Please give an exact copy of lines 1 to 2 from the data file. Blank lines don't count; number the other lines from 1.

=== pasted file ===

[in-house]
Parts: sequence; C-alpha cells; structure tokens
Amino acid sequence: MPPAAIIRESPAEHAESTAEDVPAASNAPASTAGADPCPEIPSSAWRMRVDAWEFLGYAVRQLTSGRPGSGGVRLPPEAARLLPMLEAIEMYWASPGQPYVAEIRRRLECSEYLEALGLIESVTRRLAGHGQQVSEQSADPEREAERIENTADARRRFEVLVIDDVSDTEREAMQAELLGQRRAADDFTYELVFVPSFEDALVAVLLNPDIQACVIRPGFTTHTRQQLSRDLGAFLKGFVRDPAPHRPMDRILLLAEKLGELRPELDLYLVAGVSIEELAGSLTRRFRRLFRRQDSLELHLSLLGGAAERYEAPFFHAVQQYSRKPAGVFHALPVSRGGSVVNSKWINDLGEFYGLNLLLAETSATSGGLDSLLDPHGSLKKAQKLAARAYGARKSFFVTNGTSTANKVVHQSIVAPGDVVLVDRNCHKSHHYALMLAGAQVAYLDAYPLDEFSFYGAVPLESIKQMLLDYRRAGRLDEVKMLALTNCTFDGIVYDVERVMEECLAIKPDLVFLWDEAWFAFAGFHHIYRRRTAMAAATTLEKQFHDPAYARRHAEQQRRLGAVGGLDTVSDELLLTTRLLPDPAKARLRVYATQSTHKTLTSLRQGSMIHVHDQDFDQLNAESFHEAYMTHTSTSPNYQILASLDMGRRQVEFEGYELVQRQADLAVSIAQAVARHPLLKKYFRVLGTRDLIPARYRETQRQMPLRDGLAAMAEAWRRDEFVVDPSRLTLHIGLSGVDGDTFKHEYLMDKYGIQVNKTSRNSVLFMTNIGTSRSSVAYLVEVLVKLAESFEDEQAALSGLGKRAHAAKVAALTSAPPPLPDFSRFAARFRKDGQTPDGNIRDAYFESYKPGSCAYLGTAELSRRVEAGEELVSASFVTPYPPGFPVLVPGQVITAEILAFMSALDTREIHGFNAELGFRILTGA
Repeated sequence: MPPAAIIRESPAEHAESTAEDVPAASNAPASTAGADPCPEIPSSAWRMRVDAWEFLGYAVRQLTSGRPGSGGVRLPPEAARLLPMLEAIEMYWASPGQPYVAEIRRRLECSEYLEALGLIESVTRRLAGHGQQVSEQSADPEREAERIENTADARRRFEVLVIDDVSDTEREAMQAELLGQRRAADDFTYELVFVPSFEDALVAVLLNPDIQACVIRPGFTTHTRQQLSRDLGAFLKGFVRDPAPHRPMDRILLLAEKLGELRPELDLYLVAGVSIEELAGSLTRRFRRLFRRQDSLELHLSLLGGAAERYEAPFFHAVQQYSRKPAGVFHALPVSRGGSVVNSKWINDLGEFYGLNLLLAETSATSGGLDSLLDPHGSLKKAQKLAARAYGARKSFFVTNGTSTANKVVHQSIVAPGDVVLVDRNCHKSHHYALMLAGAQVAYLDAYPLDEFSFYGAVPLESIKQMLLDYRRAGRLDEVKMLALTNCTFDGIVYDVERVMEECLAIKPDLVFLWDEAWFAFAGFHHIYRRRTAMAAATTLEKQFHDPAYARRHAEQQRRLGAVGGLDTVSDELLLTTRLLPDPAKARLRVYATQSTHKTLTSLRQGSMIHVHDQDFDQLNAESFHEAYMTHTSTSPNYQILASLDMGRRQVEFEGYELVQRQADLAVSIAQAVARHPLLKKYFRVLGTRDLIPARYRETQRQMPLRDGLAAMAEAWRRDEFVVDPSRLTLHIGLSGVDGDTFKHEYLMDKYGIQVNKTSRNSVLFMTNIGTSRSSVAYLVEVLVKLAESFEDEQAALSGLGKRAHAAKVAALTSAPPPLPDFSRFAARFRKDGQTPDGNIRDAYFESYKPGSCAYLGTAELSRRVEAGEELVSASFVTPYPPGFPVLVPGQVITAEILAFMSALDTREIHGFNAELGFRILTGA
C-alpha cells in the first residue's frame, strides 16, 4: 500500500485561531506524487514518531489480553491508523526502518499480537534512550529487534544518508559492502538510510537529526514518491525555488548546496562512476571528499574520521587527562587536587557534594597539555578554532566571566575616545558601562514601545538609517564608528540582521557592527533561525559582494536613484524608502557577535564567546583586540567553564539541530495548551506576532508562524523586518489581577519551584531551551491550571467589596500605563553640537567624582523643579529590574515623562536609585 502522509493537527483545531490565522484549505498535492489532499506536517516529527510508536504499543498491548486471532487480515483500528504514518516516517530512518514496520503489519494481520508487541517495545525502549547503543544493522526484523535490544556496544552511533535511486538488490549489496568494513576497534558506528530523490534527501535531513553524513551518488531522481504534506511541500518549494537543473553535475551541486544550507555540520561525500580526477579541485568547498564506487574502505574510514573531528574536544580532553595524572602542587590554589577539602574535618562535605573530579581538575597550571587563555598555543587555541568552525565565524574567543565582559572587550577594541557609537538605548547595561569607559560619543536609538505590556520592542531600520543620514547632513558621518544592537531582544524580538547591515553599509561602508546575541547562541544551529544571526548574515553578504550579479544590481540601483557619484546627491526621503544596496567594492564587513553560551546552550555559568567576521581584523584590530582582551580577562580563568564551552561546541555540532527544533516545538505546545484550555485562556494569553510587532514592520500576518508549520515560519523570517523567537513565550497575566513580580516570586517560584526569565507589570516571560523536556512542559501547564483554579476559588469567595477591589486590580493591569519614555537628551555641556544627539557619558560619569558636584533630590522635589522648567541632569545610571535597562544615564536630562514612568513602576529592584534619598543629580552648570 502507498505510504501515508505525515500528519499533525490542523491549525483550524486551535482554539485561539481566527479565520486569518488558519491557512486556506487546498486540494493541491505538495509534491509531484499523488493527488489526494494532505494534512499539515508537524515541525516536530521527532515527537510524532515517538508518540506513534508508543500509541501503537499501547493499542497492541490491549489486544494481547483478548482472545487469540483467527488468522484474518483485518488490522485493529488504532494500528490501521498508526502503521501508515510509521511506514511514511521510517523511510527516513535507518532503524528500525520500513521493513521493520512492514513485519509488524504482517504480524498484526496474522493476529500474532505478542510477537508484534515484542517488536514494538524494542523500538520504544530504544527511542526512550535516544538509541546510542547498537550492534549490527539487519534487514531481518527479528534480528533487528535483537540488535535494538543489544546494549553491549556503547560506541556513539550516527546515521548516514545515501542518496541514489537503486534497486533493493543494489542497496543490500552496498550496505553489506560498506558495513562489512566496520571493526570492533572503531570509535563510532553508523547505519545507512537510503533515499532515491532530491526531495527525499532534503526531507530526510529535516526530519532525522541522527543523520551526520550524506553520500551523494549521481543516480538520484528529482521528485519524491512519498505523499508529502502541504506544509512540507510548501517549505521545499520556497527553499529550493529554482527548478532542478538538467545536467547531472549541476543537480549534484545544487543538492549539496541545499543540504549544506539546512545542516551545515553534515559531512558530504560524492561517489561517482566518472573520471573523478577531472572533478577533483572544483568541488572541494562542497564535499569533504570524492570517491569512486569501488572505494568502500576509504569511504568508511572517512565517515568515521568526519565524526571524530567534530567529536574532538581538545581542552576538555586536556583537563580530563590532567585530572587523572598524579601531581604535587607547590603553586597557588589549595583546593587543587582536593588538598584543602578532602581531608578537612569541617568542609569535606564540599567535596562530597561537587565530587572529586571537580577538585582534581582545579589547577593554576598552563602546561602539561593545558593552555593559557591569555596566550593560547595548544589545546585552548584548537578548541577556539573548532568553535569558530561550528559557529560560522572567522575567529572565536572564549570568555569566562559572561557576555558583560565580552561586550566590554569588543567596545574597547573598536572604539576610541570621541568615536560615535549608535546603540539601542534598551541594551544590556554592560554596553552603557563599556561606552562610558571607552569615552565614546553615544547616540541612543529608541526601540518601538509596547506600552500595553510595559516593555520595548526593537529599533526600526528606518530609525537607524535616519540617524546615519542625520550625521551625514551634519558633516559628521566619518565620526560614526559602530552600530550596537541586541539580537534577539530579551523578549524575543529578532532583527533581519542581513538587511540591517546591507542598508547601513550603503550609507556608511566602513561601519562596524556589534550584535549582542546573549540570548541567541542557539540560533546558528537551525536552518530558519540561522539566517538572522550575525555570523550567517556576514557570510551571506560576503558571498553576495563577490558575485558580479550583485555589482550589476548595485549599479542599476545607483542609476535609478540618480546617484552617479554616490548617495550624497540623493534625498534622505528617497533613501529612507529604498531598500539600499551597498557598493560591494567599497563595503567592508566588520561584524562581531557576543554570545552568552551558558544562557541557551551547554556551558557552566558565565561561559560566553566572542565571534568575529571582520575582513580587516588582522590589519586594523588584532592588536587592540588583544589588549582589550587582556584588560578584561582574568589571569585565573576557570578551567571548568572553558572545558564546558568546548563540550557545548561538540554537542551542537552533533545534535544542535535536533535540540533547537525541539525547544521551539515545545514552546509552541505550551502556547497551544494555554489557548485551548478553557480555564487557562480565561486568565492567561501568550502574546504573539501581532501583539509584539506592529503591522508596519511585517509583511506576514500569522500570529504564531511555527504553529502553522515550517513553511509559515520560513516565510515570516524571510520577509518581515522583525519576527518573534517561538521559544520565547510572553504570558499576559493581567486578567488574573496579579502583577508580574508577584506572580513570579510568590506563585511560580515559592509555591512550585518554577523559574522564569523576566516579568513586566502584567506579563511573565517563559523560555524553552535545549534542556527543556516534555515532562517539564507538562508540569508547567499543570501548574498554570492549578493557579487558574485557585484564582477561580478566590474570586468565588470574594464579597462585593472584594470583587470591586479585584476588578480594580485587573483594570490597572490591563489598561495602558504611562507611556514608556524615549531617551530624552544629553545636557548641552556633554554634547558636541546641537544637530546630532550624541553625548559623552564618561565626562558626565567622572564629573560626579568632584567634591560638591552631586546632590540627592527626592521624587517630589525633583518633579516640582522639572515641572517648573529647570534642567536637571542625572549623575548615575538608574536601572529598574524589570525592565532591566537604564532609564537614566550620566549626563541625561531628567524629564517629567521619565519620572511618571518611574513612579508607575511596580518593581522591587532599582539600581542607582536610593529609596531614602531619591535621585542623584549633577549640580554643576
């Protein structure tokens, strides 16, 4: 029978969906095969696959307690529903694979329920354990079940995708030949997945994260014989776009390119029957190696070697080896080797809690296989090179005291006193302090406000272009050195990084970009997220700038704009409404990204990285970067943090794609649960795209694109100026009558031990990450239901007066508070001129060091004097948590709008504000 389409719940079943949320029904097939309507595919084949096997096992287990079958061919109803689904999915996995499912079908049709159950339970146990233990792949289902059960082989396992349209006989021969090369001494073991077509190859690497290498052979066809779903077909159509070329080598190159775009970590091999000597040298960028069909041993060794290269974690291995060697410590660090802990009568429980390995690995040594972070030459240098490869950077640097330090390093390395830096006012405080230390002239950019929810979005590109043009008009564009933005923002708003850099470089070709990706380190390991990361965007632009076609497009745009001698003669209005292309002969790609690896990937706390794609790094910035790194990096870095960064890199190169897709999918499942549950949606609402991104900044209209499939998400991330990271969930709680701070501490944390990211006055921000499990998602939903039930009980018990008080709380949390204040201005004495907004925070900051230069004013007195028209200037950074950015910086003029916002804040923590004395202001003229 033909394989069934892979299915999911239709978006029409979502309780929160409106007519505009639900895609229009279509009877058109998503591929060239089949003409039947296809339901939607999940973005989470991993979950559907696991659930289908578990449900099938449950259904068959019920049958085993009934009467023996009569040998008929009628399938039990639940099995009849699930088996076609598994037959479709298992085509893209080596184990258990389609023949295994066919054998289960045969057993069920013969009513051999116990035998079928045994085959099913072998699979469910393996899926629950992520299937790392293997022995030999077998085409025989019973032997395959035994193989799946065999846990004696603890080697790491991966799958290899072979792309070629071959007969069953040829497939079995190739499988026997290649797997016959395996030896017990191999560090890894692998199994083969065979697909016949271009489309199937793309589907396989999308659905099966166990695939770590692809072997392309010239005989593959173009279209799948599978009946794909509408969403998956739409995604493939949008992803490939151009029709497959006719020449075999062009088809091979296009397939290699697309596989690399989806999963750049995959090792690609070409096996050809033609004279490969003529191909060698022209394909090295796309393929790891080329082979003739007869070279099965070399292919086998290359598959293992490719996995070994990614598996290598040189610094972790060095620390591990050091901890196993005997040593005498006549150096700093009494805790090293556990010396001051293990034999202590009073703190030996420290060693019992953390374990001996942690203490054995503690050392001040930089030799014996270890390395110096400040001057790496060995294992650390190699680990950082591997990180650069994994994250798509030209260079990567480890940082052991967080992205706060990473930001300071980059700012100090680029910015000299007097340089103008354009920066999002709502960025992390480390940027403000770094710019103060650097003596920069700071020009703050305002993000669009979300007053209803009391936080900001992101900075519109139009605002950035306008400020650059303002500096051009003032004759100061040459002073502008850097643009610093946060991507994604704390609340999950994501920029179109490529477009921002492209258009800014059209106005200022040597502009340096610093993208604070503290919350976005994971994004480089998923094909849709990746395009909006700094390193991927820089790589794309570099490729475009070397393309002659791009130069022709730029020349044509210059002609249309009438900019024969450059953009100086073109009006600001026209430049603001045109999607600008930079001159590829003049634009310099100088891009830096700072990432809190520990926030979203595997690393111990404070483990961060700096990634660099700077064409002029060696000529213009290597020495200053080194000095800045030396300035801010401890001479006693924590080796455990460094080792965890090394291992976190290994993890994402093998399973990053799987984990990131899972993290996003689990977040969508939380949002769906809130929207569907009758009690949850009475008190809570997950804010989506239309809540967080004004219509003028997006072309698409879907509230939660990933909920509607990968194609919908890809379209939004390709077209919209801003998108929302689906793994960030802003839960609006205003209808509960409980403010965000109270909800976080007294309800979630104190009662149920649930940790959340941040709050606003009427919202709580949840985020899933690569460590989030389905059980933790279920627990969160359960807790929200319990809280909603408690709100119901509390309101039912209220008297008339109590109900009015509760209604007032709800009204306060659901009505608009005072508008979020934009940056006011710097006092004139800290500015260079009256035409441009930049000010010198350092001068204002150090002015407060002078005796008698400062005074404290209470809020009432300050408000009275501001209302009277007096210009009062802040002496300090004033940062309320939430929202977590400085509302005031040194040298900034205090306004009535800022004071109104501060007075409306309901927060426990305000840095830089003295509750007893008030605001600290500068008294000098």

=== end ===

[in-house]
Parts: sequence; C-alpha cells; structure tokens